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Hay-Fever Season Is Here But Bangor Scientists Have Your Back

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Professor Simon Creer, a Professor in Molecular Ecology Georgina Brennan, Postdoctoral Research Officer, at the School on Natural Sciences release work using DNA analysis that may help allergy sufferers. With climate change hitting us hard our winters are becoming warmer, the plants are blooming earlier, it is expected that up to 400m people worldwide will develop allergic reactions to airborne pollen from trees, grasses and weeds. Symptoms will range from itchy eyes, congestion and sneezing, to the aggravation of asthma and an associated cost to society that runs into the billions.

Creer and colleges at PollerGEN, have been working on methods to improve the accuracy of pollen counts and forecasts. The team aims to find out what species of pollen are present across Britain throughout the grass flowering season. The development of new wave approaches including molecular genetics are being used to identify different airborne grass pollens, which is notoriously hard when incorporating older established methods. One method developed by PollerGEN to identify the pollen relies on using DNA sequencing to examine millions of short sections of DNA, known as barcode markers. Such markers are unique to each species of Pollen. Such methods are known as metabarcoding and can be used to analyse DNA derived from mixed communities of organisms. In this circumstance, it has allowed the team to analyse pollen DNA collected by aerial samplers at 14 rooftop locations across Britain.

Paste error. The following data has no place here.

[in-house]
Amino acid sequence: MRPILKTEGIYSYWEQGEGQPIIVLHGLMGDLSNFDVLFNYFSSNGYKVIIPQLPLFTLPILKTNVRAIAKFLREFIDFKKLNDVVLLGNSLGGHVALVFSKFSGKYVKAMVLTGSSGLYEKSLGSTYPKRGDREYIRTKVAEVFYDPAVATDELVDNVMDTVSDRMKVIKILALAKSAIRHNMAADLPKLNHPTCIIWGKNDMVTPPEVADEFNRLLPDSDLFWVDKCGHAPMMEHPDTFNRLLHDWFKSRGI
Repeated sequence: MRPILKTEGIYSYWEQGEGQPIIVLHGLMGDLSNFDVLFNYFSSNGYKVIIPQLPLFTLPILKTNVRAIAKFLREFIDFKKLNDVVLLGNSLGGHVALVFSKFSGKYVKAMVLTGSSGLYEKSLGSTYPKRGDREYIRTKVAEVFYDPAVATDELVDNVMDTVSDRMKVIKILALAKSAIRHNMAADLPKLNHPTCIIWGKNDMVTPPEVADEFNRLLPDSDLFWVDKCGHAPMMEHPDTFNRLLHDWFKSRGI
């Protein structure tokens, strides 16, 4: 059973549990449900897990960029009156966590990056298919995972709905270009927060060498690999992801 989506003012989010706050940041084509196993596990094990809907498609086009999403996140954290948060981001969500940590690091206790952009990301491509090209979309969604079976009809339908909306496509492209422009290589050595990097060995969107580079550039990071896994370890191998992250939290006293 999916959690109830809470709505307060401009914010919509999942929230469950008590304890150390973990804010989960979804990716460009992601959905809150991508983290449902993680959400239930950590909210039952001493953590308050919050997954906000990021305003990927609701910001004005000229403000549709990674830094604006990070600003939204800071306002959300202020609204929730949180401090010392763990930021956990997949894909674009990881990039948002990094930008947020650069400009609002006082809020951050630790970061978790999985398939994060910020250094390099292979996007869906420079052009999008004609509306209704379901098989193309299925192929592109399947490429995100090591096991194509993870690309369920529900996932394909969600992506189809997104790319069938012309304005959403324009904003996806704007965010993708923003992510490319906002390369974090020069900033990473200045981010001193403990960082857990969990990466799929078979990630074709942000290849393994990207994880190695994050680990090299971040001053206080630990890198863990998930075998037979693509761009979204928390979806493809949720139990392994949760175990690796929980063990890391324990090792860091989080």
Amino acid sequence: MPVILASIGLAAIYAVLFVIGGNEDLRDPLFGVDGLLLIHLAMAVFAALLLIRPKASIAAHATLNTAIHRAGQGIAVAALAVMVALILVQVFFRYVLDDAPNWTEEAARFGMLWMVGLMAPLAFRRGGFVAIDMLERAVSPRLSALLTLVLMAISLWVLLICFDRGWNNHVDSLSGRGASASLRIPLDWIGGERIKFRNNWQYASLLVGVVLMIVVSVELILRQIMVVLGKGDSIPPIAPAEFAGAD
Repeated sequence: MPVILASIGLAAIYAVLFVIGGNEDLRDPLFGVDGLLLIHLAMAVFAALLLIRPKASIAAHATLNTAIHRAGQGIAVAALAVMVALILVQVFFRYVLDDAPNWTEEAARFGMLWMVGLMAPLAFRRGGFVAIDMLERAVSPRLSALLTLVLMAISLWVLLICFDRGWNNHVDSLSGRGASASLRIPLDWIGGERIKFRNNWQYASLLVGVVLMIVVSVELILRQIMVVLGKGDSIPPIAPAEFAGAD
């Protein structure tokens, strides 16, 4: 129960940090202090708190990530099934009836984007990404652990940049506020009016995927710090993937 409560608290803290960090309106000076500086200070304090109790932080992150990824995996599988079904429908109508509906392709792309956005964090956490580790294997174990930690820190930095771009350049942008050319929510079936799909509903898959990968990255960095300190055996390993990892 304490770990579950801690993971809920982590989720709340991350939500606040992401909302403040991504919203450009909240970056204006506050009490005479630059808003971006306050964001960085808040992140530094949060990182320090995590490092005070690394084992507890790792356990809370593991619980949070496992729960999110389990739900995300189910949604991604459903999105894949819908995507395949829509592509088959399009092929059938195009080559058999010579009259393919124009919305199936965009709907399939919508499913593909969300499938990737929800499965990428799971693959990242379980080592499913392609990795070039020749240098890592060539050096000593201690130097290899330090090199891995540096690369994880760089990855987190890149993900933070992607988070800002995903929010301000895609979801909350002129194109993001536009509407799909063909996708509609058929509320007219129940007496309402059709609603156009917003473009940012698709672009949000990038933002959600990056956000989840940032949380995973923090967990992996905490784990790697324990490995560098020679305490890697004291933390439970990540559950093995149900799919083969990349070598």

By referring to the UK plant DNA barcode library they were able to identify different species of grass pollen from air samples. This has allowed them to understand the distribution of grass pollen throughout the UK. The research undertaken by PollerGEN is more than just an attempt to understand plants at a deeper level, other research undertaken by the team suggest that over-the-counter medications are not uniform throughout the grass flowering season. This means that certain types of grass pollen may be contributing more to allergenic disease than others. This also means that when symptoms are particularly bad, a specific species of grass pollen may be in the cause. Understanding this may lead to the development of more effective medications to reduce the symptoms of such allergies.

 

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Charlotte Bilsby

Science Editor 2018-19

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